When God’s Goodness Runs Out

32-goldencalf

I just read the account of the golden calf in the book of Exodus and it was reminiscent of looking in a mirror.

If you’ve ever sat in a sermon about Exodus, you’ve probably heard that we modern day Christians are a lot like the Israelites were. I always had a hard time swallowing that.

I mean, look at the miracles they witnessed! The great deliverance the Lord worked for them! And then they turned around and rejected God in favor of a statue of a gold cow?

Nope, I never do anything like that.

What we sometimes fail to take into account are the cultural differences. Back then, the people were more honest. They wanted to rule their own lives and make their own laws. So they made gods for themselves and called them gods.

These days we make our own rules, but we call our gods things like Career, Academics, Social Status, anything that gives us the illusion of self-reliance.

Even Christians. How often do we pray for God to deliver us to the ‘I’ll take it from here’ point?

This ‘do-it-yourself-who-needs-God’ attitude stems from insecurity.

Look at what the Israelites said to Aaron in Exodus 32:1;

‘Now when the people saw that Moses delayed coming down from the mountain, the people gathered together to Aaron, and said to him, “Come, make us gods that shall go before us; for as for this Moses, the man who brought us up out of the land of Egypt, we do not know what has become of him.”’

How often do we decide to take matters into our own hands when we think God is ‘delaying’?

We stress and plan and break our backs at work to earn every penny we can all so we’ll have a cushion for the day when God eventually lets us down.

We worship the idols of Job and School and Status because we are anticipating the day when God removes our training wheels and leaves us to rise or fall without Him.

The Israelites didn’t believe in the goodness of God. So when Moses hadn’t come back in over a month, they decided to govern themselves. They would rather eke by, struggling against God the whole way, than trust that He is as good as He says He is.

I am so guilty of this. When I look ahead to the future, I’m careful to plan a contingency in which God’s plan for me isn’t all that great and I have to make stuff happen on my own.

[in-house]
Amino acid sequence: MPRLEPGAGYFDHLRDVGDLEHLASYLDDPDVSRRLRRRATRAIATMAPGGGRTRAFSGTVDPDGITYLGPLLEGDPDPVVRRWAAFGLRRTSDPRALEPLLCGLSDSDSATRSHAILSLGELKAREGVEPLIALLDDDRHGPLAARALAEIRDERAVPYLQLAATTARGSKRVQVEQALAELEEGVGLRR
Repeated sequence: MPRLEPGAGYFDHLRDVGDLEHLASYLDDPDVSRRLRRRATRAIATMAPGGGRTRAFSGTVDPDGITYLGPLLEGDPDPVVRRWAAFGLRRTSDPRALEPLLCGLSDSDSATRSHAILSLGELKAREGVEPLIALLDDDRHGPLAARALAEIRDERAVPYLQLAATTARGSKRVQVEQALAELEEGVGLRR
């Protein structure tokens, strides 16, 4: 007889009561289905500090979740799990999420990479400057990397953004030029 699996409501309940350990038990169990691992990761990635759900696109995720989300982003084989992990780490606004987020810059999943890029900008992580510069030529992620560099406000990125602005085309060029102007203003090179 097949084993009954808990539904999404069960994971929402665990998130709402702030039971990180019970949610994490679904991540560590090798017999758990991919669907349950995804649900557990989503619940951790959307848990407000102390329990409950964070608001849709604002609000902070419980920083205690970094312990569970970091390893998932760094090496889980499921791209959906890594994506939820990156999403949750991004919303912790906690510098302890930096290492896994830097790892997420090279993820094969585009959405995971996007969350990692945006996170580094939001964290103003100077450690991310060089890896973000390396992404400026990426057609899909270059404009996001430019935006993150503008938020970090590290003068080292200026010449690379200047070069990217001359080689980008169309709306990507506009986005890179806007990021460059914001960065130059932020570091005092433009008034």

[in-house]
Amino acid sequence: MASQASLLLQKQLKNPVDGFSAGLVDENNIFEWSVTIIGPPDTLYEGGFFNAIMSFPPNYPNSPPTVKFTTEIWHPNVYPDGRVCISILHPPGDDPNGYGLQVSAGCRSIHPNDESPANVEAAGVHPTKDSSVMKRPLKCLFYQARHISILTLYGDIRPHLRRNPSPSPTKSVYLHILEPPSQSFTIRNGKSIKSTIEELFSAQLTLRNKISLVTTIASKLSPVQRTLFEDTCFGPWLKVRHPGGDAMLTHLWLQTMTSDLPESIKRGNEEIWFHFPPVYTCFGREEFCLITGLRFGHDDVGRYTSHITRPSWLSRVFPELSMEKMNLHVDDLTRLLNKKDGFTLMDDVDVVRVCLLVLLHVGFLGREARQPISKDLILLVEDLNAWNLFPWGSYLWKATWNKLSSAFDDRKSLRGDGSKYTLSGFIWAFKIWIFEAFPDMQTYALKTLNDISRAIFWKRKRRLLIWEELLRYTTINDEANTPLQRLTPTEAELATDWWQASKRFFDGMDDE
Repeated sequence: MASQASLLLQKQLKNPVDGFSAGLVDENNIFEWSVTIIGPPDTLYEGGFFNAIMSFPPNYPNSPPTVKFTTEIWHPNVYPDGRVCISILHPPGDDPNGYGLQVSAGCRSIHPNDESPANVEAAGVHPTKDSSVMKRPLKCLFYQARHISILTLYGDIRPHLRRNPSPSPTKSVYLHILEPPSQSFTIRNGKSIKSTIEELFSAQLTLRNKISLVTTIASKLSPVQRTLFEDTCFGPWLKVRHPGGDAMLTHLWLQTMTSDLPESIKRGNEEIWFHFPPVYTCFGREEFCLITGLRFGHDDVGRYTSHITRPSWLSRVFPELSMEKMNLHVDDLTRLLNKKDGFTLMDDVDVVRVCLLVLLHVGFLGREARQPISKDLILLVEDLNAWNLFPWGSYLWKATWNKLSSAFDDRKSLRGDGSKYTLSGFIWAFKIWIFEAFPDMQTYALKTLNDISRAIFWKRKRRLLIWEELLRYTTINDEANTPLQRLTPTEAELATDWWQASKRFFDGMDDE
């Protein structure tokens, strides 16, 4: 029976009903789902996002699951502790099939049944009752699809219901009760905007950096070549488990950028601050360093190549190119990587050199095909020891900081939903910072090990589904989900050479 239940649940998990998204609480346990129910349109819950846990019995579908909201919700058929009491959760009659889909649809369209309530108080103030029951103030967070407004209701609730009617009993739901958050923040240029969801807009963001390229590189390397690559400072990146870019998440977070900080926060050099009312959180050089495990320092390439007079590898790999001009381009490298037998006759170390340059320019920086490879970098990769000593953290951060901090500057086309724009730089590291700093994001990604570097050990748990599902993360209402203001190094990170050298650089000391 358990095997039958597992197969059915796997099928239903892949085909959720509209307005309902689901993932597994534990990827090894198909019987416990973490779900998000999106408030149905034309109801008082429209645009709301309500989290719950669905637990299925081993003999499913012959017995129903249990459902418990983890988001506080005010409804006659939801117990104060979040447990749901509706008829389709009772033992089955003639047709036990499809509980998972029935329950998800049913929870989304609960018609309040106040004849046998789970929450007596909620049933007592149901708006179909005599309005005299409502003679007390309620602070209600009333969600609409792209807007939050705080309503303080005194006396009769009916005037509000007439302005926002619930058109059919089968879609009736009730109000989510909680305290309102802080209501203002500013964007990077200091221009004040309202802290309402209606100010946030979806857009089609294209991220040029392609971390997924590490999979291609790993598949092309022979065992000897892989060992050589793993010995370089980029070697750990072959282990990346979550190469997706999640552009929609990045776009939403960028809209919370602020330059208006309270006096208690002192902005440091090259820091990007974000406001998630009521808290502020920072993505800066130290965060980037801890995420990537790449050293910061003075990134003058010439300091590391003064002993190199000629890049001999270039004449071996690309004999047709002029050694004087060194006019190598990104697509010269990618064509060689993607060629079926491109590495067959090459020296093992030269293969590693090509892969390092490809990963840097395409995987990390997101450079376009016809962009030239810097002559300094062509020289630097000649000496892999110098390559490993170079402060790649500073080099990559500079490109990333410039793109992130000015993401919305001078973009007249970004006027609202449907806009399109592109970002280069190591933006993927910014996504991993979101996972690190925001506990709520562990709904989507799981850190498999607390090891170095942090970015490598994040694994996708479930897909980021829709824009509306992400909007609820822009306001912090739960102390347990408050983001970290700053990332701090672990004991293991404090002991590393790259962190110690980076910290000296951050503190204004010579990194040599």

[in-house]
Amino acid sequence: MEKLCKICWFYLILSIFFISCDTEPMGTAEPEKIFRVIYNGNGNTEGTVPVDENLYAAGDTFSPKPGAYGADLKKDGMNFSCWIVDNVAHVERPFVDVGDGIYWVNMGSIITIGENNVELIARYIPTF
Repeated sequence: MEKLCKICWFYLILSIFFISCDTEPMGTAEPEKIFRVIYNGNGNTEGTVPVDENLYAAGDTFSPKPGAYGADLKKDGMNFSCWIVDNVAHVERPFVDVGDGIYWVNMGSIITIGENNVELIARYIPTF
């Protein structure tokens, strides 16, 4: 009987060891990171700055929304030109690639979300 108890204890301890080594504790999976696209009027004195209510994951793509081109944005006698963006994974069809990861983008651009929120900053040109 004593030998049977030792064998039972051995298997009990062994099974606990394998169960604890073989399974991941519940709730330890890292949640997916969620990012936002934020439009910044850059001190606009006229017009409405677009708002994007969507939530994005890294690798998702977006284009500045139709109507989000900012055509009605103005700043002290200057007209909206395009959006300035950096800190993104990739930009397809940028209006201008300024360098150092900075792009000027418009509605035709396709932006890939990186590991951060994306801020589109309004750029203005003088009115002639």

It’s tax season; how many of us are tempted to fudge the numbers because they believe the future God has for them isn’t as good as the future they could get by moving that one little decimal? (*raises hand*)

I’ve written about this before, but I still find myself tripping up almost every day. I have to remind myself over and over again that God is good all the time. He’s not going to stay on the mountain and leave me. I don’t have to rely on idols. I don’t have to eke by.

God gave me a question a couple of weeks ago that has had me in a near constant state of challenge. The question has been popping up everywhere, ever since He first asked it. I’d like to take this opportunity to pass this challenge along:

Do your actions and your attitude prove that you believe in the goodness of God?

Or are you, like the Israelites, preparing for the day when His goodness runs out?

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About Leah Ness

I am a self-professed story addict. Ever since I was little, I've had an overactive imagination and a passion for a well-spun yarn. When I grew up, I was blessed with a passion for God as well. It was then that I noticed a relative shortage of unique Christian fiction, the kind that can both captivate you and glorify God. So, despite the hurdles of things like commas and homonyms, I am endeavoring to write some of my own. Check out my Books page for updates on current and future books. View all posts by Leah Ness

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